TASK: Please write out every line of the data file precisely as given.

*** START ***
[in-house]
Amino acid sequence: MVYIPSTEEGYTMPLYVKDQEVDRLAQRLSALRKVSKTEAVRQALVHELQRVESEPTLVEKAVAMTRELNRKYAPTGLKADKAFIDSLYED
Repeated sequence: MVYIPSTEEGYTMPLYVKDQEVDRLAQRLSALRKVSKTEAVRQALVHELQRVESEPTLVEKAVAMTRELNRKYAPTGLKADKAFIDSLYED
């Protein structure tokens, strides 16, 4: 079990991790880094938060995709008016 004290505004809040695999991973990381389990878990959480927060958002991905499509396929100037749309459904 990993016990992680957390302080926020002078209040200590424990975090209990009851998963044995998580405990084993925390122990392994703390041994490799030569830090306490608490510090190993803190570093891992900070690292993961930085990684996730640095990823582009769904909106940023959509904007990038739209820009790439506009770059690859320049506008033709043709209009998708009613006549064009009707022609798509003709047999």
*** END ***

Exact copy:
[in-house]
Amino acid sequence: MVYIPSTEEGYTMPLYVKDQEVDRLAQRLSALRKVSKTEAVRQALVHELQRVESEPTLVEKAVAMTRELNRKYAPTGLKADKAFIDSLYED
Repeated sequence: MVYIPSTEEGYTMPLYVKDQEVDRLAQRLSALRKVSKTEAVRQALVHELQRVESEPTLVEKAVAMTRELNRKYAPTGLKADKAFIDSLYED
């Protein structure tokens, strides 16, 4: 079990991790880094938060995709008016 004290505004809040695999991973990381389990878990959480927060958002991905499509396929100037749309459904 990993016990992680957390302080926020002078209040200590424990975090209990009851998963044995998580405990084993925390122990392994703390041994490799030569830090306490608490510090190993803190570093891992900070690292993961930085990684996730640095990823582009769904909106940023959509904007990038739209820009790439506009770059690859320049506008033709043709209009998708009613006549064009009707022609798509003709047999």